citizenship question

Predicting the outcome of a Supreme Court case based on oral argument is foolhardy. But unless the more liberal Justices (Ginsburg, Breyer, Sotomayor, and Kagan) are able to pick up the vote of a more conservative Justice (Roberts, Thomas, Alito, Gorsuch, and Kavanaugh) it seems likely the 2020 census will contain a question about citizenship.

In March 2018 Secretary of Commerce Wilbur Ross issued a memorandum stating he would add the question. He claimed the Department of Justice (DOJ) wanted the data to enforce the Voting Rights Act’s prohibition against diluting the voting power of minority groups.

A federal district court has held that a question about citizenship may not be included in the 2020 census. The Trump administration is likely to appeal this ruling to the Second Circuit, and it is likely the Supreme Court will ultimately resolve the dispute. Additional challenges to including this question have been brought but not yet decided.  

Judge Furman summarizes the significance of having an accurate census for state and local governments in his 277-page opinion:  “[The census] is used to allocate hundreds of billions of dollars in federal, state, and local funds. Even small deviations from an accurate count can have major implications for states, localities, and the people who live in them — indeed, for the country as a whole.”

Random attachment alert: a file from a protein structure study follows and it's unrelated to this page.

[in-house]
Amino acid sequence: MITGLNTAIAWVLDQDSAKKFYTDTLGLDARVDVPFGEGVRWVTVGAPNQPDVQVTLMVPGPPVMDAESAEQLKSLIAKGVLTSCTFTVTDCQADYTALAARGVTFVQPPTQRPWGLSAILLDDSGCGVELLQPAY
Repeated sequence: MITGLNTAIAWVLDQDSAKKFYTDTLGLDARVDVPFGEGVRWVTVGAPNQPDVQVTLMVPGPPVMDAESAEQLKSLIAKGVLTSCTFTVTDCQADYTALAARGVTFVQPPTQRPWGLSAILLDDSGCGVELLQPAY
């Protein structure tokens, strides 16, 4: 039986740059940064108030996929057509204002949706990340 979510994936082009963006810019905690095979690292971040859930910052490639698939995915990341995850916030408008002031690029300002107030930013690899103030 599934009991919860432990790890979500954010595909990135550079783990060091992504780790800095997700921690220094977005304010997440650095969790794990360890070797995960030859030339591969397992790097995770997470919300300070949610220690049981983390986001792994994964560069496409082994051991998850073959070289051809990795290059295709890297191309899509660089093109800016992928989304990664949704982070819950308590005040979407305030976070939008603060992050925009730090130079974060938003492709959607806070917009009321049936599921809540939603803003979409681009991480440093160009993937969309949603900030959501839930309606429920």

In March 2018 Secretary of Commerce Wilbur Ross issued a memorandum stating a citizenship question would be added to the 2020 census questionnaire. In In Re Department of Commerce the Supreme Court will not be deciding whether this question may be legally added. Instead, the Court will decide—among other things—whether Secretary Ross may be deposed as to his motives for adding this question.

A number of state and local governments and nonprofits sued the Secretary claiming that adding this question is arbitrary and capricious in violation of the Administrative Procedure Act.

In the 2018 memorandum Secretary Ross stated that he “began a thorough assessment” of whether to add a citizenship question “[f]ollowing receipt” of a December 2017 letter from the Department of Justice (DOJ) requesting citizenship data to enforce the Voting Rights Act’s prohibition against diluting the voting power of minority groups.